I have a colleague whose mother and father are in their early and mid-80s, respectively. He knows that despite whichever one dies first, the other is going to be left with his or her own set of challenges – responsibilities that once were traditionally divvied up. For example, if his mom remains, she will struggle to do things that her husband normally handled, such as manage their finances, maintain the cars and such. Conversely, the father would be left attempting to keep the house and prepare his own meals.
But statistics demonstrate that more often than not, it’s the woman who is left to find her way.
Current life expectancies are 76 years for men and 81 for women. With their longer average life expectancy and because they also tend to marry older men, seven out of 10 female Baby Boomers will outlive their husbands. So it’s not out of the norm for a woman to experience widowhood for 10, 15, even 20 years.
As such, older adulthood can prove more challenging for women. They live longer lives and, thus, are faced with a longer period of potentially being disabled. They also are twice as likely to find themselves in a life plan community or assisted living facility. Here at Well•Spring and The Village at Brookwood, our life plan communities in the Triad, 70 and 65 percent, respectively, of our residents are women.
One of the most troubling realities facing older women involves finances. Although the majority were not considered impoverished when their husbands died, many find themselves in that scenario in the end. Roughly 75 percent of older adults who fall within the poverty level are women. And as people age, so does the likelihood of sliding into poverty.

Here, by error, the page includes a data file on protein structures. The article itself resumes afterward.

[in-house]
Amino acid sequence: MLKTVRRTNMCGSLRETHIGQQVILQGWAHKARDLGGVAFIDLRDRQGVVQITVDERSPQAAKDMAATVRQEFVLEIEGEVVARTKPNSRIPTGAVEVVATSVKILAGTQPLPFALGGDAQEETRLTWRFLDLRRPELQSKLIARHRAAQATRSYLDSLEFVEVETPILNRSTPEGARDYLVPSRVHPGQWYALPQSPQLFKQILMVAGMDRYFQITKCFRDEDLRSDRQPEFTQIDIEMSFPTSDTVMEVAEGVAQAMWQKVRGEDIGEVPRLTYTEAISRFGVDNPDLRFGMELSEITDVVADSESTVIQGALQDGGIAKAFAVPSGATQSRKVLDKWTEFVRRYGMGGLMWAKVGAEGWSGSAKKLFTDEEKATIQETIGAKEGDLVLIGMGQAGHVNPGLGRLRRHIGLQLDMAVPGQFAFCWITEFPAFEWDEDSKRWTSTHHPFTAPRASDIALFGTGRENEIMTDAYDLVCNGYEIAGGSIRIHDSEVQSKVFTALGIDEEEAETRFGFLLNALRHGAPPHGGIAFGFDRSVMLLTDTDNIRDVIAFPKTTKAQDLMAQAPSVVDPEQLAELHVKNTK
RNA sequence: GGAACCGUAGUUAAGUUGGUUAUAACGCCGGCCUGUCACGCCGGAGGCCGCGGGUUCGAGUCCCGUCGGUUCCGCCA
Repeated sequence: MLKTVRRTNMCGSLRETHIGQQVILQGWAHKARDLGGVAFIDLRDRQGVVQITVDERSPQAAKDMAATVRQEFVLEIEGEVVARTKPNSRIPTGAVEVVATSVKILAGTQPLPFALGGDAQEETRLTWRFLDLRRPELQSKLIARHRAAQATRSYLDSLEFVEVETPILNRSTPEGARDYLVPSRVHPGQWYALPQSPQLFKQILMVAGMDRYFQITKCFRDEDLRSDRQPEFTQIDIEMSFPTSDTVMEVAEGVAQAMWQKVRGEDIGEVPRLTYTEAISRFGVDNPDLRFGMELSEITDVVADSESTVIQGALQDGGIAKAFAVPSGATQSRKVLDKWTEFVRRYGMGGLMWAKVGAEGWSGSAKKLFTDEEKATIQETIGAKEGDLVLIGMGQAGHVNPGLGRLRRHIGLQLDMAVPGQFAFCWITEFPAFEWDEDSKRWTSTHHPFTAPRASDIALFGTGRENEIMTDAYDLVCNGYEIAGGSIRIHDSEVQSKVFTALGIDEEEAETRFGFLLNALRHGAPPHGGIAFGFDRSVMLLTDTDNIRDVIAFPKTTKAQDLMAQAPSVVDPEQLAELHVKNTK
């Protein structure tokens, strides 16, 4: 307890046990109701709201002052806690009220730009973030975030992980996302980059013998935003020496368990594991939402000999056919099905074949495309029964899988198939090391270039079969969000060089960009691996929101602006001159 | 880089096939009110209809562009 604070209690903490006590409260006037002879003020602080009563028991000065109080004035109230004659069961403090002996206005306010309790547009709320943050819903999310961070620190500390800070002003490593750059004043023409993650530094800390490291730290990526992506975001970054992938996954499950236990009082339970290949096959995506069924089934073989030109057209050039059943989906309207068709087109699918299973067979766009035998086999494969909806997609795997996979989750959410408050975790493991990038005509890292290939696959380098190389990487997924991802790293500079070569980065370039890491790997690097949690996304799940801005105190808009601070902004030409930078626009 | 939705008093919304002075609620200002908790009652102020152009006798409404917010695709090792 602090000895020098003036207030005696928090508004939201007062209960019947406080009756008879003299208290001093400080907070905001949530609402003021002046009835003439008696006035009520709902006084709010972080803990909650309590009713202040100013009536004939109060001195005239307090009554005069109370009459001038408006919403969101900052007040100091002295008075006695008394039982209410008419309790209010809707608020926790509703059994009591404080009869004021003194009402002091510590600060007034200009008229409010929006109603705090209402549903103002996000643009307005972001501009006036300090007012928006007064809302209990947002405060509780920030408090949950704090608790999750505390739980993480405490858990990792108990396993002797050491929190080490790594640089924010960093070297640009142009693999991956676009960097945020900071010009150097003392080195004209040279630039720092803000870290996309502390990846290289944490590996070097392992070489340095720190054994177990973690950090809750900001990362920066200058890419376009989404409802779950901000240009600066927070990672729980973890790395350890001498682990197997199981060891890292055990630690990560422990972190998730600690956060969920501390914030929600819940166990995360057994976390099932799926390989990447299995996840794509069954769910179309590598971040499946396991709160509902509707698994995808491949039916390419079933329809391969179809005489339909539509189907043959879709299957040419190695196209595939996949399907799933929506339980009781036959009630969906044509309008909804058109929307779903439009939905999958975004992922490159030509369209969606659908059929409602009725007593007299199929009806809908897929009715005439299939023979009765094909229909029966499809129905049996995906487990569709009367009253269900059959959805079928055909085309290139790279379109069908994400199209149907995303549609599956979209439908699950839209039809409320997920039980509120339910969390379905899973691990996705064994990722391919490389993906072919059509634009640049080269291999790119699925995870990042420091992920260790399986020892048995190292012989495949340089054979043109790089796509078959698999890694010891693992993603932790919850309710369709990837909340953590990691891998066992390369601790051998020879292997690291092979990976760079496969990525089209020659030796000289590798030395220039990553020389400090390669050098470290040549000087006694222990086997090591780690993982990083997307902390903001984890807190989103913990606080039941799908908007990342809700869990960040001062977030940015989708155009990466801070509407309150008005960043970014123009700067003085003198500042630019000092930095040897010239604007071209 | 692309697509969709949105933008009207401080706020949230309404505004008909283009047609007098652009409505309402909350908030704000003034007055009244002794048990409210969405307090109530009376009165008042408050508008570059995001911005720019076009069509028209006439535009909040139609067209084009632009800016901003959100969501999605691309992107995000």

What about insurance and social support? Well, these days most widows are dependent on Social Security as their primary income – in large part because only half are as likely as men to receive any type of pension payments. Plus, because not as many older women today worked in their younger years and were more dependent on their husband’s insurance coverage, these resources are less readily available.
So you have what could be called a perfect storm: Women live longer. Thus, they’re prone to more physical and cognitive challenges. In turn, they tend to experience more health-related odysseys. The odds increase they will find themselves in a life plan community, assisted living facility or memory support program. These cost money – which they are less likely to have than men.
But there’s hope on the horizon.
In the coming years, we should see more and more women with stronger financial footing. After all, many more have attained higher educational benchmarks and are more likely to have worked full careers than today’s older woman. This suggests that more older women down the road will have their own insurance and retirement income. In addition, more women these days are exercising and believe in preventative healthcare, which should result in dramatic increases in health independence.
These developments should lighten – but will not eliminate – the strain on not only older women themselves, but also the systems in place to support them later in life.